Composer and Swedish dance music maestro Håkan Libdo has been a constant source of experimentation. But his latest project yields zoo-like new adventurousness. Six species of monkeys are equipped with synthesizers to test the question of whether playing a synth is really playing music – or if it’s so simple, a monkey can do it.
Describing the project, there’s a bit of a defense of the complexity of the instrument:
“You just press a button and out comes music, right?” Well… you do press buttons, twist knobs and faders, but there are endless ways of doing this. That is why the synthesizer is one of the greatest example of human ingenuity and engineering — something that makes us different from the monkeys.
You obviously can’t just break into the monkey cage with some finds from eBay and try this yourself. Lest you think there was some animal cruelty involved, Skansen Aquarium in Stockholm was a collaborator in the film. Here’s a look at what happens – the Bliptronic is to me the clear winner as a monkey-playable instrument, and in the end, some keyboards just … lose.
It’s all a teaser – and a clever one – for Sweden’s Voltfestivalen, coming up June 9. Edited by Simon Carlgren, concept by Håkan Lidbo.
Of course, this doesn’t answer whether monkeys can be DJs… or Paris Hilton, for that matter. (She announced her debut DJ set date today and was, perhaps, met with more skepticism than these adorable zoo animals.)
Since the text goes by too fast, here are the complete details to please your inner synth – or primate – nerd.
Dwarf Monkey (Callithrix pygmaea)
Habitat: The Upper Amazonas. Colombia, Peru, Ecuador, north Bolivia and west Brazil.
Length: 13 cm, tail 19 cm.
Weight: 120 — 150 g
Age: 5-10 years.
Diet: Tree gum, fruit, insects and spiders.
World’s smallest monkey
Bleeptronic 5000 (Thinkgeek.com)
64 LED button matrix synthesizer.
Weight: 400 g
Dimensions: 15 x 15 cm.
Production year: 2010
Lion tamarin (Leontopithecus rosalia rosalia)
Habitat: Close to river Sao Joao and in the Poco d´Anta nature reserve, south west of Rio de Janeiro.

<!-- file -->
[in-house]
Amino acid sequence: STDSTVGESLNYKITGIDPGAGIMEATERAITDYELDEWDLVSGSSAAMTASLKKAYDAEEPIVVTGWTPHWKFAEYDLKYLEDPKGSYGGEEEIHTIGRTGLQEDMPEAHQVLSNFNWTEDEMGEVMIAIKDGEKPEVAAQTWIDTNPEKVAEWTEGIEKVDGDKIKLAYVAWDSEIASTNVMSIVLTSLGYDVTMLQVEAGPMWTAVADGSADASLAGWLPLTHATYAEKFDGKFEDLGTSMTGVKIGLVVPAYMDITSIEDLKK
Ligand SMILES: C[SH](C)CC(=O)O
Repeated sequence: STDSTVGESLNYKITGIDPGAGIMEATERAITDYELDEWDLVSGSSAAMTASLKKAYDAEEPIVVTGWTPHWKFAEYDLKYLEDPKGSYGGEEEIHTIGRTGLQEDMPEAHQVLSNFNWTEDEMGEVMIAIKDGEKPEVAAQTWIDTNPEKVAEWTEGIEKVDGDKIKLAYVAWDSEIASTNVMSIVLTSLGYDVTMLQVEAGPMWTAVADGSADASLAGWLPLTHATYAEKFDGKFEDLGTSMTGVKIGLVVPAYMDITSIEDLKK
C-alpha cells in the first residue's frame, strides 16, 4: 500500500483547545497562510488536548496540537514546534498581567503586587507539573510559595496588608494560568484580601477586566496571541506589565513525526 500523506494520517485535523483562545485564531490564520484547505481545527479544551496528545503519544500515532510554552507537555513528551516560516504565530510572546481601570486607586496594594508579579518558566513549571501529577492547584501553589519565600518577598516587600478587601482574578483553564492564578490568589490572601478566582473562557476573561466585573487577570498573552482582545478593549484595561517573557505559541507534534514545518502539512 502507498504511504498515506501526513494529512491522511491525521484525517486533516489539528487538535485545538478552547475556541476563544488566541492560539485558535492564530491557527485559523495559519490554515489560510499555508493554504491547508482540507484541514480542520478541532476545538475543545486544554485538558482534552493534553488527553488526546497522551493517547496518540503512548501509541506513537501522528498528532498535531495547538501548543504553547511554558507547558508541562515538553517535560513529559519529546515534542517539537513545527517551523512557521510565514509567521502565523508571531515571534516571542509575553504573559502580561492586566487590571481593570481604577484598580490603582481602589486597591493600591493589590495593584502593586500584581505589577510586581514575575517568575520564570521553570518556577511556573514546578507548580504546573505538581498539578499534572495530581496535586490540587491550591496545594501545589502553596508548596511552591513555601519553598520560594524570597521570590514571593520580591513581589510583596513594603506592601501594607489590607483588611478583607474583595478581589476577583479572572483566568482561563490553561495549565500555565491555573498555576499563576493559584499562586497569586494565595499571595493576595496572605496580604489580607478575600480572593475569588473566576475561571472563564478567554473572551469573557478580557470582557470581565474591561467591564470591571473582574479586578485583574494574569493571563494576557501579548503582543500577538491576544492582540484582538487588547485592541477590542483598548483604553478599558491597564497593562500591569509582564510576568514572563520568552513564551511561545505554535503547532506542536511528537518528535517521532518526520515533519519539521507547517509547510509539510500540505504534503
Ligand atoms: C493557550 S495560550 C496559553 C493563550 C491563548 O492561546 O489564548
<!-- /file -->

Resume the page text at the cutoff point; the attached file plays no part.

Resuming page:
Length: 34-40 cm, tail 26-38 cm
Weight: 630-710 g
Age: Up to 20 years
Diet: Fruit, flowers, insects, frogs, lizards and bird’s eggs.
One of world’s most rare monkeys.
TR-909 (Roland Corporation)
Analog, partially sample based drum machine
Dimensions: 48 x 10 x 30 cm
Weight: 4500 g
Production year: 1984
Hamadryas Baboon (Papio Hamadryas)
Habitat: North east Africa and the Arabian Peninsula.
Length: Max 76 cm, tail max 61 cm
Weight: Female 10-13 kg, male 17-25 kg.
Age: Up to 35 years
Diet: Grass, roots, fruit, seeds, insects, lizards and sometimes small mammals
Their red ass make them look sexy and also serves as a pillow
Casiotone CT-360 (Casio)
Incredibly crappy digital synthesizer
Dimensions: 59 x 24 x 9 cm
Weight: 4.2 kg
Production year: 1987
Ring Tailed Lemur (Lemur Catta)
Habitat: South west Madagaskar.
Length: 50 cm
Age: 25-30 years
Diet: 70% fruit, 30% leafs
Yamaha DX7 (Yamaha)
16 voice FM Digital Synthesizer
Dimensions: 101 x 10 x 33 cm
Weight: 14500 g
Production year: 1983
6 sine wave operators per voice, 32 Algorithms
Suricate (Suricata suricatta)
Habitat: Semi-deserts in southern Africa.
Length: 25 cm.
Weight: 900 g
Age: 10-15 years.
Diet: Insects, lizards, scorpions, small birds, eggs, rodents and other small mammals.
Suricates can survive bites from poisonous scorpions and snakes that would kill a human.
Mirage EPS16 (Ensonic)
Dimensions: 102 x 11 x 31 cm
Weight: 13000 g
Production year: 1988
8 note polyphonic, 8 bit, 32 khz sample rate, analog filters
Two-toed Sloth (Choloepus hoffmanni)
Habitat: Central America from Nicaragua and south to Venezuela, north east Brazil and nothern Peru.
Length: 58-70 cm.
Weight: 4-12 kg.
Age: 12 years, (up to 30 years in zoo).
Diet: Leaves, sprouts and fruit.
Sloths have the lowest and most varied body temperature of all mammals. It varies between 24° and 33°.
Yamaha SHS-10 (Yamaha)
Keytar FM synthesizer
Dimensions: 67 x 28 x 6 cm
Weight: 3.4 kg
Production year: 1987
Camera operators: Andreas Tilliander, Mats Almegård and Johan Östman. Concept by Håkan Lidbo.
Thanks to Bosse Johnsson and Jonas Wahlström at Skansenakvariet, Jörgen Berggren at Berggren Media, Jon Nensén and Daniel Sällstedt.
Voltfestivalen — The place to go to experience the best new electronic music and art
Skansenakvariet — The place to go to experience unique wildlife in Stockholm